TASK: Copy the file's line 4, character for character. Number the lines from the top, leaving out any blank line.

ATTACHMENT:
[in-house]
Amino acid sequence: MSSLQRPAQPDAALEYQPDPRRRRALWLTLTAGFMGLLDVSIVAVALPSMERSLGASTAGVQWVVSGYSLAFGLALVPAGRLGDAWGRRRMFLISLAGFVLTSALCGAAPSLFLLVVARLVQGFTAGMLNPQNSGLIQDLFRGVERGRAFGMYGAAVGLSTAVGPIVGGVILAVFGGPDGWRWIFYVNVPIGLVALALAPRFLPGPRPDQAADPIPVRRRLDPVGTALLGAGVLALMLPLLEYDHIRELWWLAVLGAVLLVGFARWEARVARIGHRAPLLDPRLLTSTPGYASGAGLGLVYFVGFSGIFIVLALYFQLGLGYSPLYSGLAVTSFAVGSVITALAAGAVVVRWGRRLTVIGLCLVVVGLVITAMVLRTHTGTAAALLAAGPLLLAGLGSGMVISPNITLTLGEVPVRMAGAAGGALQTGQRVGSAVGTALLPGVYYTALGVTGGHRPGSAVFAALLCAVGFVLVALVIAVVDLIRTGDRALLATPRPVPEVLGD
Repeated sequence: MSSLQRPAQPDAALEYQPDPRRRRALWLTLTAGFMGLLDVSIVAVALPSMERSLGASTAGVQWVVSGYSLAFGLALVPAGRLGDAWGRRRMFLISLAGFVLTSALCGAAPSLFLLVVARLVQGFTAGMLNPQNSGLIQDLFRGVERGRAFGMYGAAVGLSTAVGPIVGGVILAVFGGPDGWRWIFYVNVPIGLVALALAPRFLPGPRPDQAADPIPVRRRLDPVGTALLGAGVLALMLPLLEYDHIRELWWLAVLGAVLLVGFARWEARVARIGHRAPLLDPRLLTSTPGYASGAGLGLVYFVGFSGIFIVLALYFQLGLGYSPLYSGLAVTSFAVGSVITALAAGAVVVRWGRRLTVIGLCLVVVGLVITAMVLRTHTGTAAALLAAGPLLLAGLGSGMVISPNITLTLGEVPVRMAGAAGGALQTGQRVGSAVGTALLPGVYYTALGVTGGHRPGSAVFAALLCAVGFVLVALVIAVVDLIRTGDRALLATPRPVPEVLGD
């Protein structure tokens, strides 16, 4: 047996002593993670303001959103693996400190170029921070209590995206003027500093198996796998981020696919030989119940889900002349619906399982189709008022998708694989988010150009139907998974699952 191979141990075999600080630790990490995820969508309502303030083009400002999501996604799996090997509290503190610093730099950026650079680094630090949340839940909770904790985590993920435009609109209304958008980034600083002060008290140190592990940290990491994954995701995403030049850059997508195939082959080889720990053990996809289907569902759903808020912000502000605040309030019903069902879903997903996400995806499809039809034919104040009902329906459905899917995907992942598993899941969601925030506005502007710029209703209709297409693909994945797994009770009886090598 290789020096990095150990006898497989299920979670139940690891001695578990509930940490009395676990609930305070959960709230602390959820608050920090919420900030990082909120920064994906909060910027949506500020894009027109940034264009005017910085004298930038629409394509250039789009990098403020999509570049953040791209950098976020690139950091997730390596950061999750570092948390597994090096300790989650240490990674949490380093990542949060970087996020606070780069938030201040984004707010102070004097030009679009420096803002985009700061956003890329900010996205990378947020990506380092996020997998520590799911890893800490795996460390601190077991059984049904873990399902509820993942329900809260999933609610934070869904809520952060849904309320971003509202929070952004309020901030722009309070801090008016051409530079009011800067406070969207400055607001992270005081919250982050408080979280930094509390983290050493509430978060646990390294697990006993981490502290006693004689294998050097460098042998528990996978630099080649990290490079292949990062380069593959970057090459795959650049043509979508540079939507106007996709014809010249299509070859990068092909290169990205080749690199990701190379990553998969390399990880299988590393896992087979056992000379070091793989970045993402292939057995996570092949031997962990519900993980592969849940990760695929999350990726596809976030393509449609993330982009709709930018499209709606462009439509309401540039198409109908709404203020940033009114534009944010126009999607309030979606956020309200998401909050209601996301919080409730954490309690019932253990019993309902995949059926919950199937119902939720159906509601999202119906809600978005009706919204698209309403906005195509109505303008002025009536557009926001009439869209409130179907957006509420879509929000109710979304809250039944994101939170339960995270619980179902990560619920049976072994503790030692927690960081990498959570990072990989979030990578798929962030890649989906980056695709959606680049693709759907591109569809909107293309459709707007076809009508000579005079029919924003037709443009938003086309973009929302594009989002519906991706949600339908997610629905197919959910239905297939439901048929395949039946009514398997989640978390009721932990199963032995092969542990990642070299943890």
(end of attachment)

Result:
């Protein structure tokens, strides 16, 4: 047996002593993670303001959103693996400190170029921070209590995206003027500093198996796998981020696919030989119940889900002349619906399982189709008022998708694989988010150009139907998974699952 191979141990075999600080630790990490995820969508309502303030083009400002999501996604799996090997509290503190610093730099950026650079680094630090949340839940909770904790985590993920435009609109209304958008980034600083002060008290140190592990940290990491994954995701995403030049850059997508195939082959080889720990053990996809289907569902759903808020912000502000605040309030019903069902879903997903996400995806499809039809034919104040009902329906459905899917995907992942598993899941969601925030506005502007710029209703209709297409693909994945797994009770009886090598 290789020096990095150990006898497989299920979670139940690891001695578990509930940490009395676990609930305070959960709230602390959820608050920090919420900030990082909120920064994906909060910027949506500020894009027109940034264009005017910085004298930038629409394509250039789009990098403020999509570049953040791209950098976020690139950091997730390596950061999750570092948390597994090096300790989650240490990674949490380093990542949060970087996020606070780069938030201040984004707010102070004097030009679009420096803002985009700061956003890329900010996205990378947020990506380092996020997998520590799911890893800490795996460390601190077991059984049904873990399902509820993942329900809260999933609610934070869904809520952060849904309320971003509202929070952004309020901030722009309070801090008016051409530079009011800067406070969207400055607001992270005081919250982050408080979280930094509390983290050493509430978060646990390294697990006993981490502290006693004689294998050097460098042998528990996978630099080649990290490079292949990062380069593959970057090459795959650049043509979508540079939507106007996709014809010249299509070859990068092909290169990205080749690199990701190379990553998969390399990880299988590393896992087979056992000379070091793989970045993402292939057995996570092949031997962990519900993980592969849940990760695929999350990726596809976030393509449609993330982009709709930018499209709606462009439509309401540039198409109908709404203020940033009114534009944010126009999607309030979606956020309200998401909050209601996301919080409730954490309690019932253990019993309902995949059926919950199937119902939720159906509601999202119906809600978005009706919204698209309403906005195509109505303008002025009536557009926001009439869209409130179907957006509420879509929000109710979304809250039944994101939170339960995270619980179902990560619920049976072994503790030692927690960081990498959570990072990989979030990578798929962030890649989906980056695709959606680049693709759907591109569809909107293309459709707007076809009508000579005079029919924003037709443009938003086309973009929302594009989002519906991706949600339908997610629905197919959910239905297939439901048929395949039946009514398997989640978390009721932990199963032995092969542990990642070299943890």